300% increase in attacks on Microsoft cloud services
Microsoft has revealed that the frequency of attacks against users of its cloud services, including Microsoft Azure and Office 365, has increased by 300% over the last year.
“A large majority of these compromises are the result of weak, guessable passwords and poor password management, followed by targeted phishing attacks and breaches of third-party services,” said Microsoft in its ‘Security and Intelligence’ report.
According to the post, over two-thirds of Azure attacks came from IP addresses in China and the US, with 32.5% from the US, and 35.1% from China. The remainder came from 116 countries and regions, with Korea the lowest at just 3.1% of attacks.
Airline boarding passes and baggage bar code stickers
Since at least 2011 security experts have warned that an airline boarding pass can provide would-be attackers access with a host of sensitive passenger information.
A recent Krebs on Security blog reports on a person posting a photo of their boarding pass on Facebook. Online software can be used to scan the bar code, even when redacted from the photo. The passenger name and booking reference will generally provide enough information to gain access to the booking on most airline websites; with this access, a malicious actor could obtain additional data, including future travel plans, and alter or cancel upcoming flights.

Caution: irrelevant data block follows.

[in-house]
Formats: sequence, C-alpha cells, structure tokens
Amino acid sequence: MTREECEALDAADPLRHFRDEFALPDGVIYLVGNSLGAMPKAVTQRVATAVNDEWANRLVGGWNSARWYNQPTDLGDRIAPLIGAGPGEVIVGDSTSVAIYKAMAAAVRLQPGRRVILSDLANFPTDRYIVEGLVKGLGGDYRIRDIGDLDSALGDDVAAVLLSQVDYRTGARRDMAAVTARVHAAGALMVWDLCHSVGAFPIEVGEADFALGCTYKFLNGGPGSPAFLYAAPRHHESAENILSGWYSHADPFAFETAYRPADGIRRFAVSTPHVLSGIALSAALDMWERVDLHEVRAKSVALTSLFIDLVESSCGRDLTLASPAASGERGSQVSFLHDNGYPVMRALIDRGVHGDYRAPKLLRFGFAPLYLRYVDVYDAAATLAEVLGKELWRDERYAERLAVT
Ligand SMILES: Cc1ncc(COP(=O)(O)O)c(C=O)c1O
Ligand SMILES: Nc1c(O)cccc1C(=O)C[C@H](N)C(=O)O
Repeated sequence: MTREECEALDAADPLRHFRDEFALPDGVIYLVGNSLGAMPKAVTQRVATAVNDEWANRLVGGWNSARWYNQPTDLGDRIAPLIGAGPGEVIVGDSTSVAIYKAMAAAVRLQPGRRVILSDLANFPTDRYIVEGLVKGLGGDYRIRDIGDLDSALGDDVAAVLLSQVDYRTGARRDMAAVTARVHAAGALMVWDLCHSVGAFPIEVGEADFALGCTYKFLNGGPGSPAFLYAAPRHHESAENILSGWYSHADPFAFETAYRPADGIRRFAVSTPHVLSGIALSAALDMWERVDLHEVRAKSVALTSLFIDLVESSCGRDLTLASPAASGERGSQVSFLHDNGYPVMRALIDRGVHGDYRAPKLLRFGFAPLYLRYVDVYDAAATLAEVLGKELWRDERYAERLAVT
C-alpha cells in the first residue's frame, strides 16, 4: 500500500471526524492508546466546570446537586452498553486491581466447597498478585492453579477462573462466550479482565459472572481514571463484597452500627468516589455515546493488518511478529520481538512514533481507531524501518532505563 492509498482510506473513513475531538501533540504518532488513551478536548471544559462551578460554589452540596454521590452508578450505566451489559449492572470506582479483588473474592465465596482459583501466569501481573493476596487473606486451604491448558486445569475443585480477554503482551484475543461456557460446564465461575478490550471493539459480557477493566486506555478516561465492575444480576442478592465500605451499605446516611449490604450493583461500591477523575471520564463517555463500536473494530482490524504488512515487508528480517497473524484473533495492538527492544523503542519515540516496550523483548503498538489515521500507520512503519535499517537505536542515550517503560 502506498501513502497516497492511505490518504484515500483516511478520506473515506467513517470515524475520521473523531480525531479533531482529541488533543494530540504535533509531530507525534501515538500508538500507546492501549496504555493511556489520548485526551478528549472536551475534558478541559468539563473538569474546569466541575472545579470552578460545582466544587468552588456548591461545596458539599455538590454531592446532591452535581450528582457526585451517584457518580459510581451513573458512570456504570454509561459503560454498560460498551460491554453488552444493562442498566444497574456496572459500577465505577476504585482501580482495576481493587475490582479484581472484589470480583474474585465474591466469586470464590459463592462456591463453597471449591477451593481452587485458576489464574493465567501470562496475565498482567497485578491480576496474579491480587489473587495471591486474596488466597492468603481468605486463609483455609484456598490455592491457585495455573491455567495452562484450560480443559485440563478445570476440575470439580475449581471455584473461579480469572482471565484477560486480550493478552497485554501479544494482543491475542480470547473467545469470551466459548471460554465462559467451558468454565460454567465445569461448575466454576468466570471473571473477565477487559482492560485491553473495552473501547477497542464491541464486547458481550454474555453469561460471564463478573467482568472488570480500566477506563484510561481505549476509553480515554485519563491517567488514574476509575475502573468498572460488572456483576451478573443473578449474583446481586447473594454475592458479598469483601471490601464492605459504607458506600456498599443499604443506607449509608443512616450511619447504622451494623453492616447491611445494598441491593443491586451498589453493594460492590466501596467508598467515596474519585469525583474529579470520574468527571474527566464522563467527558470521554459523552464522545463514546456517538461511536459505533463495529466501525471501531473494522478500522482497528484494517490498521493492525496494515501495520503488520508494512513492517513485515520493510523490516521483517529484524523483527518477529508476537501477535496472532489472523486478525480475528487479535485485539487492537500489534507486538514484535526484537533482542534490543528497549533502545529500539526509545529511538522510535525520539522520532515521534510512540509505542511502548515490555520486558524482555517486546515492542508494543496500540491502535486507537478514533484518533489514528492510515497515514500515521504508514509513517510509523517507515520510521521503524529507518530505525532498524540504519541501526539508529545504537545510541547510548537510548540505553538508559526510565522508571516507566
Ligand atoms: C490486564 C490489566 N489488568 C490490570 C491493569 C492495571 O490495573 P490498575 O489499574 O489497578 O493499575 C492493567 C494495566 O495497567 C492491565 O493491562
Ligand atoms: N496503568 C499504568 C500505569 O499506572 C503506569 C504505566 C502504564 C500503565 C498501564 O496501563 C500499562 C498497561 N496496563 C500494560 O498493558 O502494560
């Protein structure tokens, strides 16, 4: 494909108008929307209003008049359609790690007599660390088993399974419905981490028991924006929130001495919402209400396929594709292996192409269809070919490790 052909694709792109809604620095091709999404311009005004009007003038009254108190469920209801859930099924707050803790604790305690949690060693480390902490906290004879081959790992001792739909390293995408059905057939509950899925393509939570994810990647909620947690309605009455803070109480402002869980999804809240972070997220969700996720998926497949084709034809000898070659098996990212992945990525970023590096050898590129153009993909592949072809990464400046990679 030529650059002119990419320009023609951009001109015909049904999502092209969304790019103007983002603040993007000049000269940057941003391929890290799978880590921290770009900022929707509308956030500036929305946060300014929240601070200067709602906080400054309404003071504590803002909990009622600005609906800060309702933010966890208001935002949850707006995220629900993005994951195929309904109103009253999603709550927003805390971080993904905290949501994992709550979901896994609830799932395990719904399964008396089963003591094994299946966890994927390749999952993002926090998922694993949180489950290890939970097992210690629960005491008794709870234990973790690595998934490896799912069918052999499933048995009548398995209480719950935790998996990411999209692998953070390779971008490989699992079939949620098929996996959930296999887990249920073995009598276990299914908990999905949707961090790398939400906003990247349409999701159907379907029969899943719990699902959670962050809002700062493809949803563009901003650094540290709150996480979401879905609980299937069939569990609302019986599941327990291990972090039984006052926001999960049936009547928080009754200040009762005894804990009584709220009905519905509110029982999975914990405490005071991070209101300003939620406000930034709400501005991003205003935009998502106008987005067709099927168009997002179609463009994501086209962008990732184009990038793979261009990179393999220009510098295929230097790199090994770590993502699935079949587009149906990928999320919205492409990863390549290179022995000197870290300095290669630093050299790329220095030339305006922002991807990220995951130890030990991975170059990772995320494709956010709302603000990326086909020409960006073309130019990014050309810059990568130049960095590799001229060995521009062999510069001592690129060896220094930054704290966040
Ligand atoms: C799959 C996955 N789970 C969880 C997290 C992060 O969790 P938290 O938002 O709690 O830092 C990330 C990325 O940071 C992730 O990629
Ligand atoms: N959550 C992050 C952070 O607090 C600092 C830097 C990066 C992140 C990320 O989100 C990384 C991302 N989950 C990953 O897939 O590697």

The article reports that many people post pictures of their boarding pass on social networking sites often before and/or during their trip. A search on Instagram for ‘boarding pass’ returned 91,000 images.
Posting pictures of boarding passes, luggage revealing airline bar code stickers or even concert tickets will provide attackers with a host of personally identifiable information that could result in the user having no return flight, missing a concert or even full identity theft.
US-CERT warns of potential Hurricane Harvey phishing scams
The US Computer Emergency Readiness Team (US-CERT) has issued public warnings regarding potential Hurricane Harvey-related scams. Cyber criminals have been seen trying to deceive users through email phishing and fraudulent social media accounts that reference both the hurricane and associated charities and aid organisations. These methods have been used to ask users to send money or to redirect them to malicious websites that either download malware or steal personal data.
Cyber criminals have previously exploited natural disasters or global events such as Hurricane Sandy, the Ebola outbreak and the Syrian conflict to steal donations intended to help those affected. US-CERT is advising caution in handling emails with subject lines, attachments or hyperlinks related to Harvey, even if they appear to originate from a trusted source. Potential donors are further advised to check the credentials of charities and webpages that appear after such events before responding.
The Cyber Security Information Sharing Partnership (CiSP) is a great way of learning more about threat information as well as engaging with industry and government counterparts. Follow the link below for more information.